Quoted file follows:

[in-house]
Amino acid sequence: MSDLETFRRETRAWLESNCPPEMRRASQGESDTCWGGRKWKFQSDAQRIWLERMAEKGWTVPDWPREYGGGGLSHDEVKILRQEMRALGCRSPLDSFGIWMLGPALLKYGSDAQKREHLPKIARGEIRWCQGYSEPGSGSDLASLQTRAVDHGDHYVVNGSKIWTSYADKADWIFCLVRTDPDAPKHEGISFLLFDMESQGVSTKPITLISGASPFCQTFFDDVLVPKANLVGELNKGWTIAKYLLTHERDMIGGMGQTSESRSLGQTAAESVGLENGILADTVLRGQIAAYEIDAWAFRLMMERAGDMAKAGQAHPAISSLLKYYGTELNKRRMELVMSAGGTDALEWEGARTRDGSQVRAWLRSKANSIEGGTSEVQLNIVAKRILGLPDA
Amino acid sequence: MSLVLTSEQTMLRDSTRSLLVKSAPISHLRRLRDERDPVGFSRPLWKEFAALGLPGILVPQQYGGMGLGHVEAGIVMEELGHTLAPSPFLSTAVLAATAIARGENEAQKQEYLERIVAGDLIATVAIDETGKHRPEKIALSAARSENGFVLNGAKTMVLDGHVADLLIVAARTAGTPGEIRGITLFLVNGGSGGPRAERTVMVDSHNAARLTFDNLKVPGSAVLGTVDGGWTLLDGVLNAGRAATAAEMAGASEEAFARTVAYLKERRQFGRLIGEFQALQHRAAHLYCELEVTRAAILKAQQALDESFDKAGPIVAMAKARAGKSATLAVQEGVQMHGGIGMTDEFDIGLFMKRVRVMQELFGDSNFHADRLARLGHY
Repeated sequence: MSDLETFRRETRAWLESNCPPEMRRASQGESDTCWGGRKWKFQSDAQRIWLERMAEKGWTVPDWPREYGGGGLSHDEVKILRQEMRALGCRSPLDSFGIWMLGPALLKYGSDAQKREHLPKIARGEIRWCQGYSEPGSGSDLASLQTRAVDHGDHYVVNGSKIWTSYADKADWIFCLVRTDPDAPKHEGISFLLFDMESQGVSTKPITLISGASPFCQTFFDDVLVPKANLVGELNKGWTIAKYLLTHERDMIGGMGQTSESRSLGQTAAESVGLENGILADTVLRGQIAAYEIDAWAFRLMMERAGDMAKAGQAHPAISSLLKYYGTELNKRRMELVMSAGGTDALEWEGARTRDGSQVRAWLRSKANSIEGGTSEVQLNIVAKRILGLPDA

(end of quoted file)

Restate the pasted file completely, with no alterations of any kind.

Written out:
[in-house]
Amino acid sequence: MSDLETFRRETRAWLESNCPPEMRRASQGESDTCWGGRKWKFQSDAQRIWLERMAEKGWTVPDWPREYGGGGLSHDEVKILRQEMRALGCRSPLDSFGIWMLGPALLKYGSDAQKREHLPKIARGEIRWCQGYSEPGSGSDLASLQTRAVDHGDHYVVNGSKIWTSYADKADWIFCLVRTDPDAPKHEGISFLLFDMESQGVSTKPITLISGASPFCQTFFDDVLVPKANLVGELNKGWTIAKYLLTHERDMIGGMGQTSESRSLGQTAAESVGLENGILADTVLRGQIAAYEIDAWAFRLMMERAGDMAKAGQAHPAISSLLKYYGTELNKRRMELVMSAGGTDALEWEGARTRDGSQVRAWLRSKANSIEGGTSEVQLNIVAKRILGLPDA
Amino acid sequence: MSLVLTSEQTMLRDSTRSLLVKSAPISHLRRLRDERDPVGFSRPLWKEFAALGLPGILVPQQYGGMGLGHVEAGIVMEELGHTLAPSPFLSTAVLAATAIARGENEAQKQEYLERIVAGDLIATVAIDETGKHRPEKIALSAARSENGFVLNGAKTMVLDGHVADLLIVAARTAGTPGEIRGITLFLVNGGSGGPRAERTVMVDSHNAARLTFDNLKVPGSAVLGTVDGGWTLLDGVLNAGRAATAAEMAGASEEAFARTVAYLKERRQFGRLIGEFQALQHRAAHLYCELEVTRAAILKAQQALDESFDKAGPIVAMAKARAGKSATLAVQEGVQMHGGIGMTDEFDIGLFMKRVRVMQELFGDSNFHADRLARLGHY
Repeated sequence: MSDLETFRRETRAWLESNCPPEMRRASQGESDTCWGGRKWKFQSDAQRIWLERMAEKGWTVPDWPREYGGGGLSHDEVKILRQEMRALGCRSPLDSFGIWMLGPALLKYGSDAQKREHLPKIARGEIRWCQGYSEPGSGSDLASLQTRAVDHGDHYVVNGSKIWTSYADKADWIFCLVRTDPDAPKHEGISFLLFDMESQGVSTKPITLISGASPFCQTFFDDVLVPKANLVGELNKGWTIAKYLLTHERDMIGGMGQTSESRSLGQTAAESVGLENGILADTVLRGQIAAYEIDAWAFRLMMERAGDMAKAGQAHPAISSLLKYYGTELNKRRMELVMSAGGTDALEWEGARTRDGSQVRAWLRSKANSIEGGTSEVQLNIVAKRILGLPDA